Prior to hospital admission, she had visited The Life Church and Missions Singapore, Marina Bay Sands, Chinatown and Plaza Singapura and had travelled by public transport. She lives in Choa Chu Kang Avenue 3.

6. Case 39 is a 51-year-old male Singapore citizen with no recent travel history to China, but who had travelled to Malaysia from Jan 23 to Feb 2. He is currently warded in an isolation room at NCID.

He reported onset of symptoms on Jan 29, and had visited two GP clinics on Feb 3 and Feb 5. He was admitted to NCID on Feb 6. Subsequent test results confirmed 2019-nCoV infection on Feb 8 morning.

Prior to hospital admission, he had attended the same private business meeting as Cases 30 and 36 at Grand Hyatt Singapore from Jan 20 to 22, and lives in Jurong West Central.

7. Case 40 is a 36-year-old male Singapore citizen with no recent travel history to China. He is currently warded in an isolation room at NCID.

He reported onset of symptoms on Jan 30, and had visited a GP clinic on the same day. As he works at Yong Thai Hang, he was identified as a close contact of Cases 19 and 20, and placed under home quarantine on Feb 4.

He was admitted to NCID on Feb 7. Subsequent test results confirmed 2019-nCoV infection on Feb 8 morning. Prior to hospital admission, he went to work at Yong Thai Hang and lives in Bedok North.

Outbreak alert raised to orange

Singapore moved its disease outbreak response up one level to "orange" on Friday, after cases surfaced here which could not be traced to the source of infection.

Under the Disease Outbreak Response System Condition (Dorscon), "orange" means the outbreak is deemed to have moderate to high public health impact, though the situation is still under control. It is one step below "red", which signifies an out-of-control pandemic.

Extra measures are in place to reduce mingling in schools, tighten access to hospitals and limit large events.

After news of the raised outbreak response became public on Friday, items such as rice, instant noodles and toilet paper began flying off the shelves.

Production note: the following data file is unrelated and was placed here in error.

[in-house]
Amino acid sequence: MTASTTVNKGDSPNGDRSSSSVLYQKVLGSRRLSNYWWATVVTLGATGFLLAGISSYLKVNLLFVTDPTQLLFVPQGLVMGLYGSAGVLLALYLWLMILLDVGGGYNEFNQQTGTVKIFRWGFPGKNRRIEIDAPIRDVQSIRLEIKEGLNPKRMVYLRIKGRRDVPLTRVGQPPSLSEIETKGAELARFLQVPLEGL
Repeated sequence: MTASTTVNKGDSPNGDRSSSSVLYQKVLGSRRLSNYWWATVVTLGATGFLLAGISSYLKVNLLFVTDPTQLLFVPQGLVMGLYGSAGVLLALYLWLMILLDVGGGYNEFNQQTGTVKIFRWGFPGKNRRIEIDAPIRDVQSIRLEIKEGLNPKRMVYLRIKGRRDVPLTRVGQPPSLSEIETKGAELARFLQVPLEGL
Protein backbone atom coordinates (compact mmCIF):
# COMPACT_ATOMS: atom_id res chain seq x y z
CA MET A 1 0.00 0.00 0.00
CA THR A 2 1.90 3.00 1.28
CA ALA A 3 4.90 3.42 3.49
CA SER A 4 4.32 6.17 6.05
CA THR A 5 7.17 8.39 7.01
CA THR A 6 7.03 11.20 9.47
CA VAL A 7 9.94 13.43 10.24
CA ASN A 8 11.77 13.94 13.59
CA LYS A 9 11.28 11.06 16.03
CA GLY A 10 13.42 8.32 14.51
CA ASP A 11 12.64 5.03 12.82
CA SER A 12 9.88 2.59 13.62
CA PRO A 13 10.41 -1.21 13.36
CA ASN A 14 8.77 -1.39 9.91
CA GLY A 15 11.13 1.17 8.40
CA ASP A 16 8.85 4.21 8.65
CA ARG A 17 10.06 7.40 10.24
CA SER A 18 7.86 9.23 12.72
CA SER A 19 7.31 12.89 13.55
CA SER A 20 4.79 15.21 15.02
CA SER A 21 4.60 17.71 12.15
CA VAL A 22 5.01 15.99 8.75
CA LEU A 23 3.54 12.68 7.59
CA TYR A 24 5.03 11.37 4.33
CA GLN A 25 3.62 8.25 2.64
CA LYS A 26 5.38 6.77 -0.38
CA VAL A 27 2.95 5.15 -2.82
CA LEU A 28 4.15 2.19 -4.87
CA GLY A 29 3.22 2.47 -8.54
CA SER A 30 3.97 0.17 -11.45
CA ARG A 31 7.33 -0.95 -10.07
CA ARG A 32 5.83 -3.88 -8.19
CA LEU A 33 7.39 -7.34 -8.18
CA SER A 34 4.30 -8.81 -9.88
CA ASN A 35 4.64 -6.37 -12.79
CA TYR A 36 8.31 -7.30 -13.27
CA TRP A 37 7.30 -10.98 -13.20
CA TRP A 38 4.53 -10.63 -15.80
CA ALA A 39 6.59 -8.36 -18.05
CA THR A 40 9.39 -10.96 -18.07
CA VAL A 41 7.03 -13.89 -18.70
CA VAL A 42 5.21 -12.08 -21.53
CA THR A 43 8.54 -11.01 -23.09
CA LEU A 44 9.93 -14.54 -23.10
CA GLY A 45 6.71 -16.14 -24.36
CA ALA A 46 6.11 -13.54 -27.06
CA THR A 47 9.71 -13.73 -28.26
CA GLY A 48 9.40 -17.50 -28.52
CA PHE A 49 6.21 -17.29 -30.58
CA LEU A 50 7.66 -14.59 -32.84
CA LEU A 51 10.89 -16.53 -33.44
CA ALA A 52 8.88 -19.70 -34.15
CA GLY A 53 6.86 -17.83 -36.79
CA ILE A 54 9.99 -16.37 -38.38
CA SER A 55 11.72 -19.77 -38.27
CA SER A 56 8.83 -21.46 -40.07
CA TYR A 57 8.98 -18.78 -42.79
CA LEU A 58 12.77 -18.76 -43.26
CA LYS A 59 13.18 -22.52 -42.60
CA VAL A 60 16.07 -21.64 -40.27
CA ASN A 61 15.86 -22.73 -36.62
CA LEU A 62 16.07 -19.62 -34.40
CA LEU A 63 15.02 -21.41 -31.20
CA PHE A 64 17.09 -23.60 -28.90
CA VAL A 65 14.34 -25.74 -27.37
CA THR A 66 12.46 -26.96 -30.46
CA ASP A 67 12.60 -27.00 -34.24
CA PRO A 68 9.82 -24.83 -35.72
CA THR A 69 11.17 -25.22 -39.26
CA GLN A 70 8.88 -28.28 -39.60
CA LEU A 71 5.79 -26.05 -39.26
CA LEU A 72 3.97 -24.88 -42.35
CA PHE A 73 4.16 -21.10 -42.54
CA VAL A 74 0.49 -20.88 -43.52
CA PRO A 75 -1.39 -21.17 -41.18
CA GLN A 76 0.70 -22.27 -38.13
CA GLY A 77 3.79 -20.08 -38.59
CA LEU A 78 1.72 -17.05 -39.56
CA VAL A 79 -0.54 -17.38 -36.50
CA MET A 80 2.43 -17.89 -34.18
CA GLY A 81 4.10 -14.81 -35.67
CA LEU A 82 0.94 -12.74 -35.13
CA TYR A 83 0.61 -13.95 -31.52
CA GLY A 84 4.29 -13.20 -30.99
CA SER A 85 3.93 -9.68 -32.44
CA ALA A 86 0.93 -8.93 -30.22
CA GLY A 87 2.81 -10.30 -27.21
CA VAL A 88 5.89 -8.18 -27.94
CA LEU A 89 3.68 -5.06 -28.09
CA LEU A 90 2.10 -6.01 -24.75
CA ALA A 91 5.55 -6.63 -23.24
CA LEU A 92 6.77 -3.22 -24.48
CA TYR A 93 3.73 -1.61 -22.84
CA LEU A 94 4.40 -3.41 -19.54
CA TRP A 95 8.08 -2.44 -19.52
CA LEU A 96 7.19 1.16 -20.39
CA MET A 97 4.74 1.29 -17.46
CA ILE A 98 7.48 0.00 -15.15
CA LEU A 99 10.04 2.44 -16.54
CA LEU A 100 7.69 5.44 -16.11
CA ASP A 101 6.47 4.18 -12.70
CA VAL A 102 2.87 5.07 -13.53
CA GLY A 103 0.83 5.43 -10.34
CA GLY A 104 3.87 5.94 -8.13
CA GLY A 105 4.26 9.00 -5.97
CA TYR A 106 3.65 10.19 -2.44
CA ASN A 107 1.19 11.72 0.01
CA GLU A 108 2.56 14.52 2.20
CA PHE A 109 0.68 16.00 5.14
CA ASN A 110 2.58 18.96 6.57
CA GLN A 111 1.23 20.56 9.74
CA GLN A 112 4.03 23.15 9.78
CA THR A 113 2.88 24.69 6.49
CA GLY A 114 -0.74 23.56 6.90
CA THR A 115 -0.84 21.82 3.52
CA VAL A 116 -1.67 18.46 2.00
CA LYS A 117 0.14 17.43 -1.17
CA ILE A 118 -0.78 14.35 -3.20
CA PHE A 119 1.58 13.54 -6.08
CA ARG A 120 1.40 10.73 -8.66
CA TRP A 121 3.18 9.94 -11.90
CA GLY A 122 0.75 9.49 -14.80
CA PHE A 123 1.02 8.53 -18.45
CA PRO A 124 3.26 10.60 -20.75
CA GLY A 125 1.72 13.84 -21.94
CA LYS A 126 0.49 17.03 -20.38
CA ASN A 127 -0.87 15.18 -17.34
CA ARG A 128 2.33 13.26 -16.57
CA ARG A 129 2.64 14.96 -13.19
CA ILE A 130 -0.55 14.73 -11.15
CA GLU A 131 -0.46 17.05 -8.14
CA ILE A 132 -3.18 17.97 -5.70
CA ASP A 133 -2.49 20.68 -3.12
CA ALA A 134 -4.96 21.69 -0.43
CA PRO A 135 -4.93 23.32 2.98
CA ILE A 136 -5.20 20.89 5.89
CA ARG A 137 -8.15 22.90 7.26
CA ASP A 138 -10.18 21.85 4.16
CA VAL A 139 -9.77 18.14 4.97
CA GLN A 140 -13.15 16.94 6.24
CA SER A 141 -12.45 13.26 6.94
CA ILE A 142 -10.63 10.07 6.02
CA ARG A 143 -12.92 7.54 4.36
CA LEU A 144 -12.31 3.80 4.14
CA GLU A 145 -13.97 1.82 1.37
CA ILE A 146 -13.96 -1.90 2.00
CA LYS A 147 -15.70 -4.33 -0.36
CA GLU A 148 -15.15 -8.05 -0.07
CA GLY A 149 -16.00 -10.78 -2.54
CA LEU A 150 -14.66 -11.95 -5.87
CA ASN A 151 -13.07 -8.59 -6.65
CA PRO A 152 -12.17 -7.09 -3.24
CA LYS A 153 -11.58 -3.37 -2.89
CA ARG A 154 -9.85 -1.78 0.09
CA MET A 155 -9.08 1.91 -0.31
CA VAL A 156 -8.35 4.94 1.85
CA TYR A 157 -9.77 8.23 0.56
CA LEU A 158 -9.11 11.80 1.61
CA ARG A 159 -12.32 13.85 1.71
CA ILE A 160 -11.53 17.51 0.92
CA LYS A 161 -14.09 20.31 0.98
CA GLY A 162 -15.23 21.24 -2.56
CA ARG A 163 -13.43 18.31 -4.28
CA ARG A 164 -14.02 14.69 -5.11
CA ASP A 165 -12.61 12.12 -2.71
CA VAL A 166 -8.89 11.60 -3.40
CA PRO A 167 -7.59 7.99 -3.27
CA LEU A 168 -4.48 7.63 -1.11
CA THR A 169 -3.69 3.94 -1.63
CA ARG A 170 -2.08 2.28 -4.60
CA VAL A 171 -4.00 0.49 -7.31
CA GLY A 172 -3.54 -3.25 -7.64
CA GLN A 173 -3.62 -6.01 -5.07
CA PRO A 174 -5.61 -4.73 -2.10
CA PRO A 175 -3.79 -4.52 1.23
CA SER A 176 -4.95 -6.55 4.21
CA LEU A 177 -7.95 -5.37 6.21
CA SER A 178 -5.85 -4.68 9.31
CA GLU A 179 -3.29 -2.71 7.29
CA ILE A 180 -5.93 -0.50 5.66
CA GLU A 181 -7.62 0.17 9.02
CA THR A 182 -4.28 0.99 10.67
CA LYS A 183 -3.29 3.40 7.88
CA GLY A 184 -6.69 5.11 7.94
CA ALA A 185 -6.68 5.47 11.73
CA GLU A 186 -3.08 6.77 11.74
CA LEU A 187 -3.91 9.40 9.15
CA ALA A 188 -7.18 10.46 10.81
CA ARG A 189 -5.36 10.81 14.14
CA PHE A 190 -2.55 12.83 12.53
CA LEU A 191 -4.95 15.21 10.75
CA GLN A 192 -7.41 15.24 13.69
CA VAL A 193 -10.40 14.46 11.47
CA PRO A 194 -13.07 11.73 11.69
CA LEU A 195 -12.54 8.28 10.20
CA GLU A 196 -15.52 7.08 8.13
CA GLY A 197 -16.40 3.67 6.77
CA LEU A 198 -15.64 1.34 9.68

Government leaders have asked shoppers to remain calm.

Prime Minister Lee Hsien Loong said on Saturday that there are ample supplies.

"We are not locking down the city or confining everybody to stay at home," he said.

Globally, the situation has escalated, with more than 34,000 people infected and more than 720 deaths. At least 320 patients are outside mainland China.

The Government has been ramping up its defences against the virus since January, with many of the measures in "orange" already in place before the enhanced alert was announced.

The Dorscon system was set up after the 2003 severe acute respiratory syndrome (Sars) outbreak. Code orange was imposed during the H1N1 influenza outbreak in 2009.

Currently, the Health Ministry does contact tracing to identify individuals who had close contact with the confirmed cases.

It is a labour-intensive task, with seven teams of 10 people working in two shifts from 8.30am till 10pm, seven days a week, calling people to check if they are close contacts of coronavirus patients.

But if the numbers keep growing, and the virus becomes widespread, it will at some point be futile to try to trace every contact.

 
 
 

If the authorities still hospitalise and isolate every suspect case, hospitals will be overwhelmed, said PM Lee on Saturday.

"At that point, provided that the fatality rate stays low like flu, we should shift our approach," he said.

This would include encouraging those with only mild symptoms to see their family doctor and rest at home instead of going to the hospital, and letting hospitals and healthcare workers focus on the most vulnerable patients - the elderly, young children, and those with medical complications.

Currently, the mortality rate of the virus in China is 2 per cent, but outside Hubei province, the mortality rate is 0.2 per cent.